Rogerville History

Rogerville was a country store in the center of section 4 of Stonefort Township. The store was owned and run by James Rogers. “Uncle Jim” Rogers as he was called, died and the store passed to Louis Beasley. Upon his death it went to Otis Beasley. It was later run by Whitehead and Moore. However, Ezra Moore was the real operator of the store. A sawmill was set up in the bottom of the South Fork of the Saline River in 1900. This gave cause for the store. Some timber was cut until 1940.

The store was a trading place but it was also a social gathering place for neighbors. One memorable evening a young man brought a violin into the store that he had bought at a low price from its former owner, who was financially embarrassed. Several people tried to play the fiddle but could make only unpleasant screeches. Then a mentally retarded boy asked to try. The boy who was considered without intellect or ability drew the bow across the strings and the sound was pleasing. Within five minutes he was playing popular tunes to the astonishment of all present.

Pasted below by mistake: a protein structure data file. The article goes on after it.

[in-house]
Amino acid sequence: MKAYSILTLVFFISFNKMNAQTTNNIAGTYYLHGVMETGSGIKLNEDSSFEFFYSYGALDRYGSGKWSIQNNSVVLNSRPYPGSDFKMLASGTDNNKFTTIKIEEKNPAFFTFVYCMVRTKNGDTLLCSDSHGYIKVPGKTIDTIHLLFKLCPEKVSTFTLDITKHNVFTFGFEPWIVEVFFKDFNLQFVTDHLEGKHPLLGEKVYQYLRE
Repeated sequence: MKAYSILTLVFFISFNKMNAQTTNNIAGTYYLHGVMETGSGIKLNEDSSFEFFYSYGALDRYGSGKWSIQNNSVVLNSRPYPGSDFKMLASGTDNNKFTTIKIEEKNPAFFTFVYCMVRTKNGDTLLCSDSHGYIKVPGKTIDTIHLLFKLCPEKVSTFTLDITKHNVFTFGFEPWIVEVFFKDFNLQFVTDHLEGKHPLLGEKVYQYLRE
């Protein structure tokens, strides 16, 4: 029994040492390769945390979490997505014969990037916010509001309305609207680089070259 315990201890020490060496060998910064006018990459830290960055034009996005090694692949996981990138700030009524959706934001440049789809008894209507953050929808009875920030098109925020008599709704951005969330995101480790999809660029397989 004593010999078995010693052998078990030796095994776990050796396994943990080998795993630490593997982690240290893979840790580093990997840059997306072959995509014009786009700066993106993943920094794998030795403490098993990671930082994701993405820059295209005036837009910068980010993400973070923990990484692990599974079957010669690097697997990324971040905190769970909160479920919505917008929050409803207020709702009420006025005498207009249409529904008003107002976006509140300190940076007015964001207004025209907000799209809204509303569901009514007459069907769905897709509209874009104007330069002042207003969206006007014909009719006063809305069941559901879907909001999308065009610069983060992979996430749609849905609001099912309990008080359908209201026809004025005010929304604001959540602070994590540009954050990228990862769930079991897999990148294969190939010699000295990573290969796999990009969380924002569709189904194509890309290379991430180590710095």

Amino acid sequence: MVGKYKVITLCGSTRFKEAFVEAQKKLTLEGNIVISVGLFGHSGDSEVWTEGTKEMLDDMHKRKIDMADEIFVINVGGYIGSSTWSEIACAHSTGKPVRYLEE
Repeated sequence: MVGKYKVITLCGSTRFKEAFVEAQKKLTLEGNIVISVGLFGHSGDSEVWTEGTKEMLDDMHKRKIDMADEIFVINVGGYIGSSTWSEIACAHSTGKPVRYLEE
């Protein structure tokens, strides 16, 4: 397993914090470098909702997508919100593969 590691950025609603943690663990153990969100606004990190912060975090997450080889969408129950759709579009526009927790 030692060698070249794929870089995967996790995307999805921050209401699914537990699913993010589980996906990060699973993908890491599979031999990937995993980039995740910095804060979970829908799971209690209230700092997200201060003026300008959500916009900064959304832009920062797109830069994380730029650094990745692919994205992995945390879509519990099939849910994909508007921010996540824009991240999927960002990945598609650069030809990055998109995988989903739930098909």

James Rogers was a progressive minded man. He owned the first automobile in that part of the county; a Model T Ford.

Uncle Jim’s grandson broke ponies to ride. He also had a race track in a field. Here on weekends he held rodeos. Here also were horse races, each rider betting on his horse to win.

With good roads coming to the entire county during W.P.A. days and the sawmill closing in 1940 trade grew less and less at the Rogerville store. Then it was closed and the building torn down.

Today all signs of the store are gone and few of the young people in the community know it ever existed.

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(Ghost Towns of Southern Illinois, by Glenn J. Sneed, published 1977)